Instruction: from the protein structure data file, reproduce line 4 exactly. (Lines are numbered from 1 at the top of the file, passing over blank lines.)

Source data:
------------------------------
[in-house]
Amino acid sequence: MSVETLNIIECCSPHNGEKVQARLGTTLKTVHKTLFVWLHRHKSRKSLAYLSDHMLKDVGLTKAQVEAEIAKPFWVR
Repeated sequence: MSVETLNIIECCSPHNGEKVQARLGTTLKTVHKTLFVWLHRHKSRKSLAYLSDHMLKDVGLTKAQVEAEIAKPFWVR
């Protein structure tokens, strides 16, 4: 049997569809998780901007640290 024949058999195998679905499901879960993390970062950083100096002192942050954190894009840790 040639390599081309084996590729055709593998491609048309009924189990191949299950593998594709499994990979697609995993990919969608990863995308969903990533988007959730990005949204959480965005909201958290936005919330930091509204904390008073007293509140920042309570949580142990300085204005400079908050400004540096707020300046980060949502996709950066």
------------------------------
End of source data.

């Protein structure tokens, strides 16, 4: 049997569809998780901007640290 024949058999195998679905499901879960993390970062950083100096002192942050954190894009840790 040639390599081309084996590729055709593998491609048309009924189990191949299950593998594709499994990979697609995993990919969608990863995308969903990533988007959730990005949204959480965005909201958290936005919330930091509204904390008073007293509140920042309570949580142990300085204005400079908050400004540096707020300046980060949502996709950066």